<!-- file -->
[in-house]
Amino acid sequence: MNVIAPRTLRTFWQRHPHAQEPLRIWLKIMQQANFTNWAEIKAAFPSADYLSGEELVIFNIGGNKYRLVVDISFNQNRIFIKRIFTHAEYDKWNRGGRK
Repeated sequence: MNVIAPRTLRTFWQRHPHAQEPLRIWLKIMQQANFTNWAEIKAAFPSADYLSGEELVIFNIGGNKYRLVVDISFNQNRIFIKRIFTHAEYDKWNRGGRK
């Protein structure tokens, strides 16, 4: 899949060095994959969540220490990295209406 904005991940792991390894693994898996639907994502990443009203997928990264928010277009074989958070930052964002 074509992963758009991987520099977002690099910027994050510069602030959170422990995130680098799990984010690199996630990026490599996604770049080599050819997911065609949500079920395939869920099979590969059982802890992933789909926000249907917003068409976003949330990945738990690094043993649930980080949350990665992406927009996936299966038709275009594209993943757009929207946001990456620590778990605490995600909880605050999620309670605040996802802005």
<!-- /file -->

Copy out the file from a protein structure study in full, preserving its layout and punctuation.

[in-house]
Amino acid sequence: MNVIAPRTLRTFWQRHPHAQEPLRIWLKIMQQANFTNWAEIKAAFPSADYLSGEELVIFNIGGNKYRLVVDISFNQNRIFIKRIFTHAEYDKWNRGGRK
Repeated sequence: MNVIAPRTLRTFWQRHPHAQEPLRIWLKIMQQANFTNWAEIKAAFPSADYLSGEELVIFNIGGNKYRLVVDISFNQNRIFIKRIFTHAEYDKWNRGGRK
């Protein structure tokens, strides 16, 4: 899949060095994959969540220490990295209406 904005991940792991390894693994898996639907994502990443009203997928990264928010277009074989958070930052964002 074509992963758009991987520099977002690099910027994050510069602030959170422990995130680098799990984010690199996630990026490599996604770049080599050819997911065609949500079920395939869920099979590969059982802890992933789909926000249907917003068409976003949330990945738990690094043993649930980080949350990665992406927009996936299966038709275009594209993943757009929207946001990456620590778990605490995600909880605050999620309670605040996802802005």